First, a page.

Unfortunately, we don’t offer a combination of the above i.e we don’t accept vegetarian AND gluten-free.
Storage during your Inca Trail trek: You can leave any of your belongings that you do not want to bring on the trek at your hotel or hostel you were previously staying in. These hostels/hotels usually have a secure, locked room where you can store your belongings. If you do not trust your hostel, we would be more than happy to securely store your belongings for you.
When do I need to pay the balance for my tour??
We require everyone to be in Cusco at least two nights prior to starting the trek, although three nights is even better.
You must pay your trek balance at least two days before the trek departure. For example, if your trek departs on a Monday you must come to our office before 7:30 pm on Saturday to pay the trek balance. This ensures that everyone in the group is well acclimatized to the high altitude before starting the trek.
How many days will I need to acclimate to the altitude before the Inca Trail Trek?
It is very important to be well acclimated before exerting yourself on a trek. This is why we require everyone to be in Cusco for a minimum of two days prior to regular treks like the Inca Trail. However, if you are doing one of our longer treks like the 6 Day Combined Salkantay/Inca Trail Trek, you will need at least four days to acclimatize because these treks occur at much higher altitudes than Cusco. You can use this time spent acclimatizing to visit the city of Cusco, nearby Inca ruins, and the Sacred Valley of the Incas.
Should I hire an extra porter?
About thirty percent of the group hires the services of an extra porter to carry their personal items. A ‘half porter’ can be hired for the four day trek for US$85 (2017). This price includes porters entrance fees, meals, transport and wages. If you hire the services of a half porter you can give him a maximum of 6kg (13lbs) to carry, which is usually sufficient for your sleeping bag (about 2.5kg), mattress (1 kg), and change of clothes (about 2.5kg). However the porter will not walk at your side during the trek, so you will still need to bring a day pack to carry essential items such as water, snacks, camera, a warm sweater, and rain jacket. When you pay the trek balance in our office in Cusco, we will give you a duffle bag so that you can put your items in that, which you will give to the porter on the day of the trek.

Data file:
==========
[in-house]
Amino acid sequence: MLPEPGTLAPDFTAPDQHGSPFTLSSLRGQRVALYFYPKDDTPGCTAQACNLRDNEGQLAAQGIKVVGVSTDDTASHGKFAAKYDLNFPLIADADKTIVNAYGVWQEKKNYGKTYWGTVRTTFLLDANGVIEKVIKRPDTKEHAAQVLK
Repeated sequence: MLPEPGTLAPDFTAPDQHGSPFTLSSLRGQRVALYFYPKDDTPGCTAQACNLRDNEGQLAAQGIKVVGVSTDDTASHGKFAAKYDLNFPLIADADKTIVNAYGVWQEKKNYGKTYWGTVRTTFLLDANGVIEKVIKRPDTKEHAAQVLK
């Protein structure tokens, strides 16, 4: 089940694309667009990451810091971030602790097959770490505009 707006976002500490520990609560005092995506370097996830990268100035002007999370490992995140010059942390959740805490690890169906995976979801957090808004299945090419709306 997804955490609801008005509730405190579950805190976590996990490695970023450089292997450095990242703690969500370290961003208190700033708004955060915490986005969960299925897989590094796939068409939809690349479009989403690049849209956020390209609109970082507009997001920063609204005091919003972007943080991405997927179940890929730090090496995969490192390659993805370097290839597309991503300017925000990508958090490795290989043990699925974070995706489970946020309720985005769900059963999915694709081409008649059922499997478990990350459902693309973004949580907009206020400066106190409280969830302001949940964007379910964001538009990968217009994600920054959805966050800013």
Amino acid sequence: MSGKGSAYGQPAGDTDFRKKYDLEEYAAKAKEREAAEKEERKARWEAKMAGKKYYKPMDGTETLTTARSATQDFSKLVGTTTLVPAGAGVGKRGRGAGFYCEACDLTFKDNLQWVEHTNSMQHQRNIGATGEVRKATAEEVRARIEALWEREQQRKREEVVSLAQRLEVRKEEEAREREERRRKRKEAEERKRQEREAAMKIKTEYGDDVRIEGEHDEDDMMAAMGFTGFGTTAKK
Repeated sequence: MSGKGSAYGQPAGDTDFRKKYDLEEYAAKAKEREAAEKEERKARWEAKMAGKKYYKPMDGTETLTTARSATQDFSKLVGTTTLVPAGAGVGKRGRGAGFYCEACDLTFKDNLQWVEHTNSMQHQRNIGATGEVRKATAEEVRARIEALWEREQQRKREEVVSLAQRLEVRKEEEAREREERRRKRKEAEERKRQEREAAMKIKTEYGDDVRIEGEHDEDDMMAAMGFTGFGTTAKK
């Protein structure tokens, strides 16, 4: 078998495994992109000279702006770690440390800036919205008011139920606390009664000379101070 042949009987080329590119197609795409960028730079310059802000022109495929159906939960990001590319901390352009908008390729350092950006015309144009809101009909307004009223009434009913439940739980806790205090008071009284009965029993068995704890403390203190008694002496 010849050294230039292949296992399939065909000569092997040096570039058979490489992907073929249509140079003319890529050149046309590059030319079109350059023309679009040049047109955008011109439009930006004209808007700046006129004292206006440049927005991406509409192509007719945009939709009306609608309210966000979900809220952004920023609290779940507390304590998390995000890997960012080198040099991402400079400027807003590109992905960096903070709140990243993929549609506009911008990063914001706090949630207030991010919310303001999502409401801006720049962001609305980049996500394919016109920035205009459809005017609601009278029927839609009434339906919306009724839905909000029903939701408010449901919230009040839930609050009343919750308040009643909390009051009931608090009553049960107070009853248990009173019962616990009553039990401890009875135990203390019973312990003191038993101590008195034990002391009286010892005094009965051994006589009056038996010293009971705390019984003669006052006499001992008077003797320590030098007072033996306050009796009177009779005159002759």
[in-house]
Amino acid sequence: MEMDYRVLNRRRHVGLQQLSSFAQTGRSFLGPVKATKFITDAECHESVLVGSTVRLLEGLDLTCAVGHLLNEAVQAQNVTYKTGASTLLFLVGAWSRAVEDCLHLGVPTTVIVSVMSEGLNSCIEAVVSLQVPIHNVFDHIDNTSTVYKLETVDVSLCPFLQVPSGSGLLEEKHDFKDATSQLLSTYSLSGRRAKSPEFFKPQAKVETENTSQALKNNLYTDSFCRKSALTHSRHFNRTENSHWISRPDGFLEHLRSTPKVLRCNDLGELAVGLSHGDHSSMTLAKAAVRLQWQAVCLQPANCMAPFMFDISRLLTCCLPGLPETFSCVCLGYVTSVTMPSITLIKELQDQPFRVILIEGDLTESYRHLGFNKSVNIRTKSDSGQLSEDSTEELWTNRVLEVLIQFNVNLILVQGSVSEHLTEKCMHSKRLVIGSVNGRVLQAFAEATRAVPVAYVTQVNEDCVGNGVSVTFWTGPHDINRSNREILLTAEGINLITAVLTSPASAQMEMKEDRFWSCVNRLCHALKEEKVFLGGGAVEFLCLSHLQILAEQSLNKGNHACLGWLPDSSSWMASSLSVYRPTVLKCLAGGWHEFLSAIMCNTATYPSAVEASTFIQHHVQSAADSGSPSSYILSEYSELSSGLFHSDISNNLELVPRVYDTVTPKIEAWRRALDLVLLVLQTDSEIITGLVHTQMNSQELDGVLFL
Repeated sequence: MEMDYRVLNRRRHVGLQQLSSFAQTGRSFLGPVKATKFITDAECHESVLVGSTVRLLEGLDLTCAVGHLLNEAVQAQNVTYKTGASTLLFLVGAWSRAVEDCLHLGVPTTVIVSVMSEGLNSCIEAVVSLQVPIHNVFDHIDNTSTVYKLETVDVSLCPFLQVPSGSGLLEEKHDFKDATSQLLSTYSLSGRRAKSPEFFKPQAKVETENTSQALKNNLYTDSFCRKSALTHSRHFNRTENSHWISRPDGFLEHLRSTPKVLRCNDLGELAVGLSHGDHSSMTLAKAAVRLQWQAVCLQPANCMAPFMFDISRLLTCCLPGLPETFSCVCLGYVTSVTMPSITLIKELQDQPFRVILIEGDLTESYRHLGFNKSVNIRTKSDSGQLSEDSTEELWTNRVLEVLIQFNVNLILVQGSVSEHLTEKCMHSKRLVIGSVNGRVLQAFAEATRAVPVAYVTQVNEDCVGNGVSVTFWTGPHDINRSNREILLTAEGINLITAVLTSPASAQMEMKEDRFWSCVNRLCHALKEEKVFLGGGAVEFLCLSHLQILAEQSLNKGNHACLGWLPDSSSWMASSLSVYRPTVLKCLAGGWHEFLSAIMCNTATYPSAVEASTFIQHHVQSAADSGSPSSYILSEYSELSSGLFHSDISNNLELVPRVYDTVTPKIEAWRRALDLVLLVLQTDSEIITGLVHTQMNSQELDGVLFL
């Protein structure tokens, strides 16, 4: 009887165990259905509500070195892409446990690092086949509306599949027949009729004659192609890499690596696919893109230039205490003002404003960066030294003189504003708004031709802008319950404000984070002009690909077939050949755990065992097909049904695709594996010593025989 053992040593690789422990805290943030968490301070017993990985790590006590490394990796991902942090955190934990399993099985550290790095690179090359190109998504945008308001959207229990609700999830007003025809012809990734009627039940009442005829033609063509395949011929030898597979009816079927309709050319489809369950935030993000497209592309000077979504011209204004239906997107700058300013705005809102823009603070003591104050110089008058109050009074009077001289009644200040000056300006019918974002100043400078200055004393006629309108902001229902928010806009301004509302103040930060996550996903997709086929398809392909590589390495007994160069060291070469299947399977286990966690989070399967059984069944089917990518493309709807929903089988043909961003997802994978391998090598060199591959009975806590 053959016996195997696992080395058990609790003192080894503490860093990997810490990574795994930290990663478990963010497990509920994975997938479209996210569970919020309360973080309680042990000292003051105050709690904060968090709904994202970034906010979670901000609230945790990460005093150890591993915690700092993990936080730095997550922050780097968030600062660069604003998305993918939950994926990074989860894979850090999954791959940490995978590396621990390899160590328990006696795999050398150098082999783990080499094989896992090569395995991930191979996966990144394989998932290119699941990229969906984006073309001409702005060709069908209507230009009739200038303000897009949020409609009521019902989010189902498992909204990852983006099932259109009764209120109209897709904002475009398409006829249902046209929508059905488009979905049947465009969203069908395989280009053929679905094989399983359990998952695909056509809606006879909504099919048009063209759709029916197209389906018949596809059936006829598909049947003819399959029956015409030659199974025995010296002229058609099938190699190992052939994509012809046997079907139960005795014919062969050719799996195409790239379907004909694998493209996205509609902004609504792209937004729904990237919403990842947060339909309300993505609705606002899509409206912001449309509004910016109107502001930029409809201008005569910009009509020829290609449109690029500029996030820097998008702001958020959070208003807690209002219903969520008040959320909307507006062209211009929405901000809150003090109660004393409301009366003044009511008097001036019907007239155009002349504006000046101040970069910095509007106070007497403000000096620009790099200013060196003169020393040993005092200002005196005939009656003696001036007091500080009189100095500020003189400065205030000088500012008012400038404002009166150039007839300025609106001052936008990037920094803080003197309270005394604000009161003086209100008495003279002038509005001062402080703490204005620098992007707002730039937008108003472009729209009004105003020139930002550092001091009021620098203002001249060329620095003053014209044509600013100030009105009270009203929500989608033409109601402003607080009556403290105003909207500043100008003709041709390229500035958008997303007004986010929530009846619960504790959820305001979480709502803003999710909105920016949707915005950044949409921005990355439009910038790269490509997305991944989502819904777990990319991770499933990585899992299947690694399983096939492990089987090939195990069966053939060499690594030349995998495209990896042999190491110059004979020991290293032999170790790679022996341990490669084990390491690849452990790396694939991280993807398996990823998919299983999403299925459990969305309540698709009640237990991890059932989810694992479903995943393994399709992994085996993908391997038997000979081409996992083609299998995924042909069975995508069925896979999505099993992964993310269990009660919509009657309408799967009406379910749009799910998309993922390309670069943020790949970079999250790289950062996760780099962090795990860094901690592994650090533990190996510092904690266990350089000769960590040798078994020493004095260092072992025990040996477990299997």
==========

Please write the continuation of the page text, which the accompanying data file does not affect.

Can I wear sneakers on my trek? Why do I need hiking boots?
No, sneakers are not recommended for the Inca Trail! The terrain is very steep, with loose gravel, puddles, mud, and other obstacles. You must have sturdy, waterproof footwear designed for this type of terrain, with good traction and ankle support. Be sure to break in your hiking boots before your trek! Wear them on several shorter walks or hikes before your trip, so that your feet can get used to them.
If you do not have hiking boots, or they are too bulky for your suitcase, you can rent them in Cusco for under one hundred soles.
Can you guarantee that the group will camp at Wiñay Wayna on the third night of the Inca Trail ?